All stories have three things in common: they begin with a status quo, use a conflict to disrupt the status quo, and end when the character either restores the previous status quo, or creates a new one. Depending on the scope of a story, the entire narrative may take place over a few minutes, or a character’s lifetime; generally larger spans of time lead to longer stories.
For some writers length is an afterthought, but for others, including most publishing authors, length is critical. Most publishers will only consider stories that meet specific criteria, including genre and length. The two most common forms are short stories, under 7,500 words, which are published in anthologies, and novels, which are over 40,000 words.
Other lengths include novelettes, which are between 7,500 and 17,500, and novellas, which are between 17,500 and 40,000. Unfortunately most readers tend to prefer either very short, or very long stories, so these formats are less widely accepted by publishers.
Keeping Short Stories Short
Focus on a single protagonist, and a conflict that resolves in a few days. Other characters may wander in for a moment, but only 2-3 characters should repeatedly appear in the story, including the protagonist. Try starting each scene in the middle, close to the height of conflict, and leave the scene as soon as the conflict resolves. When introducing new characters, decide on 1 or 2 features that are critical to the story; whether it’s a character’s red cheeks and booming voice, sloppy clothes, or rough callused hands. A single detail can speak volumes.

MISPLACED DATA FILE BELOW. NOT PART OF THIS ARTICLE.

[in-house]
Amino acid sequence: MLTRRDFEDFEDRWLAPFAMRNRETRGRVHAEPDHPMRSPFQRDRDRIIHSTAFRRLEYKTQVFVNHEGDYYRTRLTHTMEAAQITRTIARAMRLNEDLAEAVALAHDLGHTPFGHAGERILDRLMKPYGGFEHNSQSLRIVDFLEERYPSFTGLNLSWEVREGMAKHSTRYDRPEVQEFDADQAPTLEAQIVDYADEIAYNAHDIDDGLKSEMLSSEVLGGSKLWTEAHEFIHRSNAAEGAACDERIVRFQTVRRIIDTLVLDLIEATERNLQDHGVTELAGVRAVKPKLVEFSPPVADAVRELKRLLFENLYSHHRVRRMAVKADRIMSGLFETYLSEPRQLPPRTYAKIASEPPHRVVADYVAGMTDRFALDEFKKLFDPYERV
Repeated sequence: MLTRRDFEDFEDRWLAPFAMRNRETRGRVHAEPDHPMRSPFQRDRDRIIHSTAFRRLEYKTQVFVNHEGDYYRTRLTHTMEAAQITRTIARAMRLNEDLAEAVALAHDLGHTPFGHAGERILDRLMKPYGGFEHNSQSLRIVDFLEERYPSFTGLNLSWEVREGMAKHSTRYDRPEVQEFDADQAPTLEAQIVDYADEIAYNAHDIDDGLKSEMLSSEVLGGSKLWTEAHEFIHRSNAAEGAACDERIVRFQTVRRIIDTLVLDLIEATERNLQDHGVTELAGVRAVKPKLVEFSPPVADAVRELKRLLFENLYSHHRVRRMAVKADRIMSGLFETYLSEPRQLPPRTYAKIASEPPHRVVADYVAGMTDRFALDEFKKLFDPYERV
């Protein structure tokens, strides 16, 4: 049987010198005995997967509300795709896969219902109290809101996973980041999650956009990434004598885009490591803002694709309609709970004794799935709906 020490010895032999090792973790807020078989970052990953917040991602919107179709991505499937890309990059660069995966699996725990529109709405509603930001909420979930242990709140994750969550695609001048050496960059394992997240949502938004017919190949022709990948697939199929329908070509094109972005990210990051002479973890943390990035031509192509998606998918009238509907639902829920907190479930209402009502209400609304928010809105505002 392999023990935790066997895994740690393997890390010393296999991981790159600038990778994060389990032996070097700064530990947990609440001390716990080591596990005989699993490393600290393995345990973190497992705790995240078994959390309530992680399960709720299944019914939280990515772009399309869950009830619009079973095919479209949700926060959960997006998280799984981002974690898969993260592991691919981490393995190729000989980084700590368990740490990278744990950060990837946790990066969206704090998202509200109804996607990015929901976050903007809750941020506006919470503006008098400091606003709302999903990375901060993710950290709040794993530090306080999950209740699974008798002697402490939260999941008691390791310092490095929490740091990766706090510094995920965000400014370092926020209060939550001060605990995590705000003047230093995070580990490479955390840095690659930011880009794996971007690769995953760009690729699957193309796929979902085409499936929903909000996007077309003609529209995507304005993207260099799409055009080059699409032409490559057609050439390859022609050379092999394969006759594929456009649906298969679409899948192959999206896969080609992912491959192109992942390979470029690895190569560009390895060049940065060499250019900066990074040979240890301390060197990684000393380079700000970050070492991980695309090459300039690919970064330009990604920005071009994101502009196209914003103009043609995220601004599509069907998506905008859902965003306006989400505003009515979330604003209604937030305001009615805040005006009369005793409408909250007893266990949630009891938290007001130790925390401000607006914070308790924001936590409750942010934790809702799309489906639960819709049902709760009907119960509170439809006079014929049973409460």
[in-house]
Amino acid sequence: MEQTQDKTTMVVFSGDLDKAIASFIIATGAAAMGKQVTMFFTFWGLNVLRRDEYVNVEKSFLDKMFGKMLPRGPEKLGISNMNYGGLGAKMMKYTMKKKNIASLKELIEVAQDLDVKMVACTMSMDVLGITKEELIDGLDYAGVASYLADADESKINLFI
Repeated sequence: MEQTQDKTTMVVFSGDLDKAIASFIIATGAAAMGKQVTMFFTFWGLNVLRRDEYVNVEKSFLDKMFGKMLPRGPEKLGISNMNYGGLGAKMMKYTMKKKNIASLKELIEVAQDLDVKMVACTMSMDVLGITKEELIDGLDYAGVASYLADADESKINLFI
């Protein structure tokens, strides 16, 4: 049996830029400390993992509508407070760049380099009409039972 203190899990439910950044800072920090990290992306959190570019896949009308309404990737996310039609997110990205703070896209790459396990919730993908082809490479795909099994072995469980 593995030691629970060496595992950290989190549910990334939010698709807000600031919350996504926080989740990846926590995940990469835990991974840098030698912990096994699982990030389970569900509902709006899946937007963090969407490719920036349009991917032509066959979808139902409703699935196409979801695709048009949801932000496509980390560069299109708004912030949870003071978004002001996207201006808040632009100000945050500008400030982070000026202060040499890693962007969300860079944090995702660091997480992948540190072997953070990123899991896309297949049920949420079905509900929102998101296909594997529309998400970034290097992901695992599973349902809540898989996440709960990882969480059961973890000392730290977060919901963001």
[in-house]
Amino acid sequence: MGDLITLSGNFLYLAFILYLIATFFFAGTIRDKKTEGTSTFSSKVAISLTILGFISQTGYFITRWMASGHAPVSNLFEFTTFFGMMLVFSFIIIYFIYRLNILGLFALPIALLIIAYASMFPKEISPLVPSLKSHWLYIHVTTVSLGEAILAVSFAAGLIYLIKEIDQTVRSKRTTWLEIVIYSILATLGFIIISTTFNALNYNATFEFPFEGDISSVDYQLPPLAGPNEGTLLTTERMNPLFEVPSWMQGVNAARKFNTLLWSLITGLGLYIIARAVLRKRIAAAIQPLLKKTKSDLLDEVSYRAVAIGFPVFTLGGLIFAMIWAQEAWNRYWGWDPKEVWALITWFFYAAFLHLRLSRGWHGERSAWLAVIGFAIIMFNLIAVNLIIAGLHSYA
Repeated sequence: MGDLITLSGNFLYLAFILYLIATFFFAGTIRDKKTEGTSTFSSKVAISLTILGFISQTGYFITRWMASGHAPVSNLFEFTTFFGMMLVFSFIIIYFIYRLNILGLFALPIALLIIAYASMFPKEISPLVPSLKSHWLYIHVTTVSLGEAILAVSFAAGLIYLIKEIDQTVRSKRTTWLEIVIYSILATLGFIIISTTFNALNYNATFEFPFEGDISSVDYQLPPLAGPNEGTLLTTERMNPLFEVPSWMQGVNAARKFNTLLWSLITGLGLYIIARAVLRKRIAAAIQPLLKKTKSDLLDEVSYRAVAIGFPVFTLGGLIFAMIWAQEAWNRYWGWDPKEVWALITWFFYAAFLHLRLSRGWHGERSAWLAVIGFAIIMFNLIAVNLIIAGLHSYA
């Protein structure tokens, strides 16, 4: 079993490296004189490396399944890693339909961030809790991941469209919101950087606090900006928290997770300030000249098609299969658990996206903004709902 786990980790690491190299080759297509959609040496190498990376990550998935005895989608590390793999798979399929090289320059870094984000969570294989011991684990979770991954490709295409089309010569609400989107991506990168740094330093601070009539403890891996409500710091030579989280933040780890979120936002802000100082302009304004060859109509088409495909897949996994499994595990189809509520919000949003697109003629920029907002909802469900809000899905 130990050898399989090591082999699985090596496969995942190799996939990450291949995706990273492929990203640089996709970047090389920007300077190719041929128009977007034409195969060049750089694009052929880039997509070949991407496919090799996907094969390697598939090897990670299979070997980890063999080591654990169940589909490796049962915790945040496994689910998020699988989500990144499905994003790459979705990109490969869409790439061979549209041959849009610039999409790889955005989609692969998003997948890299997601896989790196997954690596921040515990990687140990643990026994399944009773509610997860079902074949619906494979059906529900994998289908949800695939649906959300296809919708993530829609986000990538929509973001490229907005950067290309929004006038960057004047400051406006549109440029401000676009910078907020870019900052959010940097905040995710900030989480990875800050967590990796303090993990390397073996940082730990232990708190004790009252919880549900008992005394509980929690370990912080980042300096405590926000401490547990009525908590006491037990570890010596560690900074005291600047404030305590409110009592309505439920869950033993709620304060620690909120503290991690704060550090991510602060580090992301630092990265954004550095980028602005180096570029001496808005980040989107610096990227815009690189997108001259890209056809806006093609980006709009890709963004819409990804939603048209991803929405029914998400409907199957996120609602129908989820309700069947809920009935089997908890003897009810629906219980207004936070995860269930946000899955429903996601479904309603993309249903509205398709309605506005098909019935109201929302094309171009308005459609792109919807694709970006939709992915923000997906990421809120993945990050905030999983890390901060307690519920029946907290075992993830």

Filling Out a Novel
Some authors say that novel chapters are really just a series of short stories, each between 2,000 and 6,000 words long, with most running 3,000-4000 words. Each chapter has its own conflict and resolution, which either resolves or complicates a piece of the overarching conflict of the story. The beginning and ending serve as transitions between each chapter.
A novel chapter may focus on a single character conflict, or explore multiple conflicts, but within a chapter each scene should share a common tone and theme, each scene should focus on a single conflict.
A novel may focus on a single protagonist or alternate between 2-4 protagonists, changing point of view between chapters. A character’s relationships create subplots and explore different ideas. For example; Harry Potter and the Order of the Phoenix continues the ongoing conflict between Harry and Voldemort, but the story also explores issues of trust, romance, reputation, and rumor.
Revising for Length